Note: i'll brainstorm about it, maybe somthing may hit me in time, who knows, but thanks for the heads up, any chance you could provide a link to a pic i could see, or a model number and brand of your laptop?

    BTW Happy New Year (in advance, that is...)

    I have encountered laptops that expel air through the bottom, and have one at the moment that draws air in from the bottom. I also have a bunch of Toshiba units that exhaust out the back and intake through the keyboard.

    Either way, this is a great instructable, with minimal purchase required.


    Reply 9 years ago on Introduction

    I don't have it with me.
    The keyboard died and I bought a new one.
    However it was a Fujitsu-Siemens Amilo 1424 (discontinued).
    Your design will work with my new notebook anyway, so i'll fave it.

    Thanks and happy 2010.


    9 years ago on Step 3

    Very minimal!
    The Best Cooler!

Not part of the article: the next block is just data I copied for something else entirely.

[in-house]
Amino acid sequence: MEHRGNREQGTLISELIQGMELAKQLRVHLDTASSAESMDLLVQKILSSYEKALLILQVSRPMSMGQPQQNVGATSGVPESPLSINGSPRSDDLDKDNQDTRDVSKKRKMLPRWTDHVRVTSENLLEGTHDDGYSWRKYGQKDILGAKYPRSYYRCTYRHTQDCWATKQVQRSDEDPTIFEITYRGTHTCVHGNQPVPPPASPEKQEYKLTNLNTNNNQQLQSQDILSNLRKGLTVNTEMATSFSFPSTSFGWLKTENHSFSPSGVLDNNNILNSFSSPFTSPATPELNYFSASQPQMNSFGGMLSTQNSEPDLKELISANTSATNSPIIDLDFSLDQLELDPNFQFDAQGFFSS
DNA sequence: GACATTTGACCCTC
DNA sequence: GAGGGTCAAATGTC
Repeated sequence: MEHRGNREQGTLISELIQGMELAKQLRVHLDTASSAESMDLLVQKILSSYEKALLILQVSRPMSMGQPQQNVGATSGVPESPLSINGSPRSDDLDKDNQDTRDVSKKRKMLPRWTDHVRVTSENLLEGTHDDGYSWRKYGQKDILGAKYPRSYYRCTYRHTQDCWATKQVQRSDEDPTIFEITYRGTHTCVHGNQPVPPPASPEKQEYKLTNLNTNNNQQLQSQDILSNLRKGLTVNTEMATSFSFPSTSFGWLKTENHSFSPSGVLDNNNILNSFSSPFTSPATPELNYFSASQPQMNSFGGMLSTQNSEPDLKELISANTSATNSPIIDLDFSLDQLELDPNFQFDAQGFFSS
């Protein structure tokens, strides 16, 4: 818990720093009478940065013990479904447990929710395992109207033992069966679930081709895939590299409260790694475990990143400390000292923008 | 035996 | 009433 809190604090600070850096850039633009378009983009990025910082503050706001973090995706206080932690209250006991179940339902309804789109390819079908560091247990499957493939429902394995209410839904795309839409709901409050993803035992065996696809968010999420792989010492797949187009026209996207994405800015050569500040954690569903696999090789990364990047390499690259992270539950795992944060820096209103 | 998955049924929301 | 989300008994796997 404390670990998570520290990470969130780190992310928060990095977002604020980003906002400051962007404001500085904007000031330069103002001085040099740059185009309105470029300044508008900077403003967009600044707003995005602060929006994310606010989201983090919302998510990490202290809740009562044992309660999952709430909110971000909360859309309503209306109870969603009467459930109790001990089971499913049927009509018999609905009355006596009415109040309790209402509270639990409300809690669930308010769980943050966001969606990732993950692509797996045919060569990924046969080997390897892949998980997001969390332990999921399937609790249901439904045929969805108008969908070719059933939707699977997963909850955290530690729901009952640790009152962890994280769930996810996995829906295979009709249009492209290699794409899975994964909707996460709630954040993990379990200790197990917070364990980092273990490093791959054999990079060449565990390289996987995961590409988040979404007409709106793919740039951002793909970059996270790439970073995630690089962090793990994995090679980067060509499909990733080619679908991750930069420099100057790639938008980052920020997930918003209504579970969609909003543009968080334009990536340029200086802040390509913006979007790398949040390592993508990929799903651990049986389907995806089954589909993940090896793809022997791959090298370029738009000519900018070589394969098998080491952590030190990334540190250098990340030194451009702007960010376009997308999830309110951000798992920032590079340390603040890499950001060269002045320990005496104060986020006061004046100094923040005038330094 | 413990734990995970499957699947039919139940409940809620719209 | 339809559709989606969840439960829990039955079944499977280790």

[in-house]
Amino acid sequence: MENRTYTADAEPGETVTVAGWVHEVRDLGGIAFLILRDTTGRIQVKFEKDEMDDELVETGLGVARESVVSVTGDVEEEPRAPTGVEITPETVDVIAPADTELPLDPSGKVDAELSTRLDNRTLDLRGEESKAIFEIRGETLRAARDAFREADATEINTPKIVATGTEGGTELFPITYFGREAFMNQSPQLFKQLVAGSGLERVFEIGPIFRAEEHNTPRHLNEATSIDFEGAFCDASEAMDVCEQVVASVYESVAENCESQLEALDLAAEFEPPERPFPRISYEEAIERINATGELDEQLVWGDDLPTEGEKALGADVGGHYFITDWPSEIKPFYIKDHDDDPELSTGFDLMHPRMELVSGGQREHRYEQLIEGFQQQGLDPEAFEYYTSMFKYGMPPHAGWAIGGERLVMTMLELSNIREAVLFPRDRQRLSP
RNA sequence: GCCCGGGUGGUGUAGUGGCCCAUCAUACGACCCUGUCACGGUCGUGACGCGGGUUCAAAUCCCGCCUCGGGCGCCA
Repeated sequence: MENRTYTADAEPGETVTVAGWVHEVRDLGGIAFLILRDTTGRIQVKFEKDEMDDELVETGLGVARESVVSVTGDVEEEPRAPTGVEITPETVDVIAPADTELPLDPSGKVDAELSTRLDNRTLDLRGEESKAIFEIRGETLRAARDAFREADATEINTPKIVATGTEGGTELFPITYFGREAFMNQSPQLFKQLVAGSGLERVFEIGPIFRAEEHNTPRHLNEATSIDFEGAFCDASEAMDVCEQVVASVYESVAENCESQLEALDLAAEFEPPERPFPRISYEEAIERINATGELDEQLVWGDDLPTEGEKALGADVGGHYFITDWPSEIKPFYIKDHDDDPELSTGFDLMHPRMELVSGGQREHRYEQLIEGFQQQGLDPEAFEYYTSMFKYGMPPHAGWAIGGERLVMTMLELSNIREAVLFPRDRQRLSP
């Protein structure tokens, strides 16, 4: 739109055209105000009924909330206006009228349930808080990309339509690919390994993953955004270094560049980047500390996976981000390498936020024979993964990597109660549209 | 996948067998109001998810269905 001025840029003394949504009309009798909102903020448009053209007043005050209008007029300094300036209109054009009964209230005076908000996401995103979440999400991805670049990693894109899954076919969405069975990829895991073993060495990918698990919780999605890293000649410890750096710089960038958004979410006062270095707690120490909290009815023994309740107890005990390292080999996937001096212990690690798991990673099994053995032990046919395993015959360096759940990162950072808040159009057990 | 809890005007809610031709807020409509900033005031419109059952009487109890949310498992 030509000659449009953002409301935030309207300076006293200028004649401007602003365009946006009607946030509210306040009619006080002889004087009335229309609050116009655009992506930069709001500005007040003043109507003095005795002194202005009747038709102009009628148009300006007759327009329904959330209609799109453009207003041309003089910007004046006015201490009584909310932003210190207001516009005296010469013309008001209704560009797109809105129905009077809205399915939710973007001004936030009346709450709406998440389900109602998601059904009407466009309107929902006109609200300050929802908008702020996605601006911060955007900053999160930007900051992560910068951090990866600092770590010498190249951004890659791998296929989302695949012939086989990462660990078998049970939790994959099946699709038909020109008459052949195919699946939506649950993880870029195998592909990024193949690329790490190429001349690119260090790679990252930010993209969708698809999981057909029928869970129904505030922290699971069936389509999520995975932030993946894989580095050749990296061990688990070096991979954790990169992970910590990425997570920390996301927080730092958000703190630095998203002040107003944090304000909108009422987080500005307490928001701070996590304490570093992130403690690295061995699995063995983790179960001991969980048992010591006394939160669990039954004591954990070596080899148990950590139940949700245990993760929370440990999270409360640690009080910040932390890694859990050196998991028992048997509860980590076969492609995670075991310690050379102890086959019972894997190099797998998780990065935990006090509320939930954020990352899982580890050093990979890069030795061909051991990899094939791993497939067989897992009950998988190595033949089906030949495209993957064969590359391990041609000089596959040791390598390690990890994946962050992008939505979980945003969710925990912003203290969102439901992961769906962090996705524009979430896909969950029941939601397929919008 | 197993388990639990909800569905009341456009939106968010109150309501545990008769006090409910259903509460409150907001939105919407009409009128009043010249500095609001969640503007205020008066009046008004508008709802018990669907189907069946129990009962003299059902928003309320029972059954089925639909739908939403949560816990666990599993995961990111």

Thanks for your compliment, however could you kindly pls remove your double post below, oh ya, and vote for me ^_^


    9 years ago on Introduction

    Yeah, finally a Laptopstand that really seems to be focussed only on cooling and not on style or sth else. Gonna try this out soon (have to check which parts I have.). I guess even without the fans this should kick some serious butt.

    1 reply

    HA, nice, i really like the way you put it! That's why i said in the instructable that it would make a fine UTILITARIAN GIFT, as practical and efficient as can be

    BTW vote for me pls, thanks


    Reply 9 years ago on Introduction

    Nice, 2 positive comments already, in under 24 hours, i love this community.

    Thanks for the compliment, glad i could provide something constructive to the masses ^_^